Home > Other projects, Rant > Which messenger program do you use?

Which messenger program do you use?

Am I the only one who feels that the recently retired messenger program from the company-thou-shall-not-name was a surprisingly nice piece of software compared to other software from that same company? While I’m not saying that it was perfect, its replacement, Skynet (or something similar), is “very bad” compared to it. I don’t want to use a stronger expression because I know that many zkanji users love that program.

Because I didn’t want to put up with Skynet, I decided to look for an alternative. The only alternative I found that was at least slightly acceptable is called Penguin. Well, it is not, but its name looks similar to this, even if it is pronounced differently. (I picked that alias because the authors of that program are friendlier with Linux than with Windows, and I didn’t want to be partial with Skynet either.) Now, I don’t dislike Pidgin (ok, I said it after all), unlike Skynet, so I started using it instead. Then I thought, wouldn’t it be nice to have a real open-source messenger program for Windows that even looks like a program written for Windows?

If you check out its website you will see, that the authors of Pidgin created an open-source library, called libpurple, which is used by Pidgin, and which could be the base for other programs. So after thinking a bit more I thought that it would be even nicer if I could have a hand in that future open-source messenger program that runs natively in Windows (and not with some terrible multi-OS interface). Unfortunately (or not), my hands are currently full with zkanji, but at least it won’t hurt to think.

Categories: Other projects, Rant
  1. himselfv
    April 26, 2013 at 10:00 pm

    There’s also Miranda which is open-source and supports all kinds of networks and plugins. It’s written for Windows. (Whatever that means 🙂

    But this discontinuing of service puts things into perspective. What IM networks are safe exactly? Some day ICQ will shut down and all my ICQ-only contacts will be lost. If push comes to shove, only Jabber can be assumed more or less reliable as it’s decentralized. Even if the server which hosts my account goes down, the contacts will still be valid. Still, even Jabber can be dealt serious blows if Google discontinues Google Talk (internally a Jabber server) for example.

    • April 26, 2013 at 10:49 pm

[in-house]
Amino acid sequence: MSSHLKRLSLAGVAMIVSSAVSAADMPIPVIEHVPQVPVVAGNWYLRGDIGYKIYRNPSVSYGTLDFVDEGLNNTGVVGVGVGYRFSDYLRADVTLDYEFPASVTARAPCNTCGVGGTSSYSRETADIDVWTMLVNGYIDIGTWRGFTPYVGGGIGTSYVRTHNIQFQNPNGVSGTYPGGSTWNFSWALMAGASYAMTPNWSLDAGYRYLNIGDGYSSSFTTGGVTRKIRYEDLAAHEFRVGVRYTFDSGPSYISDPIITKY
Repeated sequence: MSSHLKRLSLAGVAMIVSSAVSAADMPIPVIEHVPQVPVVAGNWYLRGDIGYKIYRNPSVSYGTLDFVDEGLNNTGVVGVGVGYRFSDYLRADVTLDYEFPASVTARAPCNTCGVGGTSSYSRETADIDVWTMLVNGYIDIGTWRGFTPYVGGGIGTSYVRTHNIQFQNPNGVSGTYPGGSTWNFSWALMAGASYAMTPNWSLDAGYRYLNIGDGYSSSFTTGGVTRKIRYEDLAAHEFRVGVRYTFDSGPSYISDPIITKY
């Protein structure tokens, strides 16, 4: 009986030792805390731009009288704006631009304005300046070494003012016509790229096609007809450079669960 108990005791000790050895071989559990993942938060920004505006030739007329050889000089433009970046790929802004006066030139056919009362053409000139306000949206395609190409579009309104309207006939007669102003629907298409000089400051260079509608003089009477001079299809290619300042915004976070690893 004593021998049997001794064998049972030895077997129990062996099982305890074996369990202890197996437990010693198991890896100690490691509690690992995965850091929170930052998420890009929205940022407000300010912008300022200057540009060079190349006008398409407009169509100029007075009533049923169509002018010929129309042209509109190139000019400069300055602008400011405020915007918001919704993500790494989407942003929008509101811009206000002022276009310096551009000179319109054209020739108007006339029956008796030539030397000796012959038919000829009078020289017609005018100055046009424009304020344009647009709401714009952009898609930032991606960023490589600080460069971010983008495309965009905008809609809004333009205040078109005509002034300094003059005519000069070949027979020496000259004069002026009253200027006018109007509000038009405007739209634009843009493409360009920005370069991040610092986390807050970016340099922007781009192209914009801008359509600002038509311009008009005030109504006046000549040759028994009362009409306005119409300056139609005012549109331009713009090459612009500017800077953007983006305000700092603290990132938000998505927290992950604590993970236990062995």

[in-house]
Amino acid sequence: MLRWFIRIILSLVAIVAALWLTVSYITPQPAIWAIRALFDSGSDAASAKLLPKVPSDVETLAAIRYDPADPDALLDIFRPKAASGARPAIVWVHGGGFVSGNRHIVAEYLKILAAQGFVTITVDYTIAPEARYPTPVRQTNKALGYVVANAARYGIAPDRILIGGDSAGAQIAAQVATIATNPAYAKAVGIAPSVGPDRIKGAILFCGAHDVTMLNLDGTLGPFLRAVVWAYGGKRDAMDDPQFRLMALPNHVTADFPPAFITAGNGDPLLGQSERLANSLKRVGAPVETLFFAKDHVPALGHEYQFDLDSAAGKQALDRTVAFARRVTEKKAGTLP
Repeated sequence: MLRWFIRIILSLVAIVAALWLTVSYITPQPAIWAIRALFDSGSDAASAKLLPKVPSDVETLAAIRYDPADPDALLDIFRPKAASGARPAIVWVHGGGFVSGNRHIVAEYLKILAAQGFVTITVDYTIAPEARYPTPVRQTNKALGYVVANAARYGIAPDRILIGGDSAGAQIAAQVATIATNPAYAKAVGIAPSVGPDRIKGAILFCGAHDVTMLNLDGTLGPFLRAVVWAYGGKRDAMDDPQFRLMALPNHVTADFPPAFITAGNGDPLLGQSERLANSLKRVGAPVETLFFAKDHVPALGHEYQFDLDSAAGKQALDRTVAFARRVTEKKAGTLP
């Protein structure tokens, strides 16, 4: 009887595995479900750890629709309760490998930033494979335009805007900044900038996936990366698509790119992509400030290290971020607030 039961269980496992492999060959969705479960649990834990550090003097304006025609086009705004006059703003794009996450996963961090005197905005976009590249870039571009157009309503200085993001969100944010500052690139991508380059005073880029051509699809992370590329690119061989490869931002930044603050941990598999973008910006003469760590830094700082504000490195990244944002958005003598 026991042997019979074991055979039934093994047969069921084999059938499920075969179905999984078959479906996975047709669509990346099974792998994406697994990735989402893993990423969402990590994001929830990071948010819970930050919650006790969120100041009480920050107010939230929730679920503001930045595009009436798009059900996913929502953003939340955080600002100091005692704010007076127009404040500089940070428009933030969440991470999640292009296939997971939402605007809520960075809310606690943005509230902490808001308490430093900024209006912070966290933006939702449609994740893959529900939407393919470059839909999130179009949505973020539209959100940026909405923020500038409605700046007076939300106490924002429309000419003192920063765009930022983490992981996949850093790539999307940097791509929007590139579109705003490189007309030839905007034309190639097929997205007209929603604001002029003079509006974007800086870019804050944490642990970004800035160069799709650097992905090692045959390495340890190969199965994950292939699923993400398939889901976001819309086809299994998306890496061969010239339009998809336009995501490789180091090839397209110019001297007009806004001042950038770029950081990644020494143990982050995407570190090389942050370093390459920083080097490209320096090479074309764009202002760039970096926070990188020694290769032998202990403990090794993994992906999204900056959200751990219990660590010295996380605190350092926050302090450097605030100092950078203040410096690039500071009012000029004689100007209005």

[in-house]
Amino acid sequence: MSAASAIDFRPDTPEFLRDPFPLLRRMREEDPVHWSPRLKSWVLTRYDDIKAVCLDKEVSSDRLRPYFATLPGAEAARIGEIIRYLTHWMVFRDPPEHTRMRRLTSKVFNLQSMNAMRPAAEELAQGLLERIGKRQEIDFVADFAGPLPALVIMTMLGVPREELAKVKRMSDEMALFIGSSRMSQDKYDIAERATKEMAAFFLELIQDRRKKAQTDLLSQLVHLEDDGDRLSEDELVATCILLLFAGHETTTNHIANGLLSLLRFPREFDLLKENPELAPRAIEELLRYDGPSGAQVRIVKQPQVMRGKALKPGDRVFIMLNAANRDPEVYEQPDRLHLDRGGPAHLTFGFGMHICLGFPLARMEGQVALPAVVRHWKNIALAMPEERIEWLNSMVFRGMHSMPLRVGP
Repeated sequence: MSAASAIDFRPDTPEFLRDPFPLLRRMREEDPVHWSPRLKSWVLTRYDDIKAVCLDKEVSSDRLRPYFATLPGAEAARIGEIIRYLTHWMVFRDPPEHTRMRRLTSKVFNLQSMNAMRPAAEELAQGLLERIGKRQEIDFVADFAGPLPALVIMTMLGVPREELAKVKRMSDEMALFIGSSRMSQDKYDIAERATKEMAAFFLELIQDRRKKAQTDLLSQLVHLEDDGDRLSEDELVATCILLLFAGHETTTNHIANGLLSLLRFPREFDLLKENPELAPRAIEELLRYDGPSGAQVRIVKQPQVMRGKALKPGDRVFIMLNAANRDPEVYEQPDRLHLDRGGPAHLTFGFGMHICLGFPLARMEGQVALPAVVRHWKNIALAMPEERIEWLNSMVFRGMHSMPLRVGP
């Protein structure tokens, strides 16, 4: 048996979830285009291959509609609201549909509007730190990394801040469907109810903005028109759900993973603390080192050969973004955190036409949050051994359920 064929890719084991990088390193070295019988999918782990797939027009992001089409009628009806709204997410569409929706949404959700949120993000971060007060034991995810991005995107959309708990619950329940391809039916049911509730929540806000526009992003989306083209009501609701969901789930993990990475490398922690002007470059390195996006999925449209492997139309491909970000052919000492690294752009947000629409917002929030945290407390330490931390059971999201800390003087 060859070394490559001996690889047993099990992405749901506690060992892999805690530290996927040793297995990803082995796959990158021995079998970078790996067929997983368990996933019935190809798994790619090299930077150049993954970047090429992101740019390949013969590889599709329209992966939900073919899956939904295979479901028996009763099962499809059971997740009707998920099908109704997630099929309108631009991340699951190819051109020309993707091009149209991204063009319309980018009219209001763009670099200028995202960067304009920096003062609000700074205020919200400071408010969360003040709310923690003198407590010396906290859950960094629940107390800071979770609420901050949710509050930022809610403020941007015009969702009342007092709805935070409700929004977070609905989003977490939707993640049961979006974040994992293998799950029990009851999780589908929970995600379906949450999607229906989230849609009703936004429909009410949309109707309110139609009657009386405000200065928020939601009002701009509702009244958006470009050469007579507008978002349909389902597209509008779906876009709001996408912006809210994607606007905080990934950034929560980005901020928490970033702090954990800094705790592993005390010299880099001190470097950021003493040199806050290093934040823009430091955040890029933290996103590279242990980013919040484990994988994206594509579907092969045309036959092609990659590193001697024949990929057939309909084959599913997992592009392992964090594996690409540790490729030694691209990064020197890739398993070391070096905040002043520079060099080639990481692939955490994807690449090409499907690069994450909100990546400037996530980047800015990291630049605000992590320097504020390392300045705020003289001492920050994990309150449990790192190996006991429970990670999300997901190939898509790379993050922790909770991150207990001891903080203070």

I always go to the site of Miranda, see that ugly screenshot and close the page. 😦 Could it be that they can’t create an appealing interface without a visual editor? Ok, this is not a nice thing to say and it might be a great program otherwise. I don’t know what it can do, but it’s clear from the source code that they make their own window handling. I tried to find the program’s build dependencies and couldn’t, but it can also be considered as a starting point if I decide that I want to make a better one (with help from others).

      Since that Live mssngr thing is not living any more, I registered on Jabber as well. I’m not afraid that Google Talk would influence Jabber (or XMPP in general), because they use a mutant version of the protocol anyway. (Unless they have control over XMPP.) But if the service goes down, I go to a different one (staying with pidgin of course because I can’t stand the smileys of most of the official programs).

      • himselfv
        April 29, 2013 at 2:59 am

        It’s just the default skin. Miranda is like Linux of the IM world: anything down to DB layer can be replaced in a plugin. Check out this skin or this one.

    • April 29, 2013 at 3:54 pm

      Jabber was down for me for an hour and so took the time to install Miranda. It could be a good program with some changes. I’m still on the opinion that the only way to have a messaging program that does what you want the way you want it is to write your own. Whether this means using libpurple, forking Miranda or doing it some other way, it doesn’t matter at this point.

      My experiences with Linux is mixed. Every time I try it, it laughs in my face… 😦 Being able to replaces parts is good in an object oriented way, but then you have just as many things that can go wrong. I prefer all-in-one solutions. Though having plug-ins that are guaranteed to work is an acceptable compromise.

  2. Funbit
    April 27, 2013 at 6:38 am

    I’ve been using Pidgin for quite a long time (3+ years) without any major bugs or problems. Highly recommend.

    • April 27, 2013 at 3:54 pm

      It crashed twice since I’m using it. (2+ weeks) 🙂 Otherwise I agree that it’s not bad.

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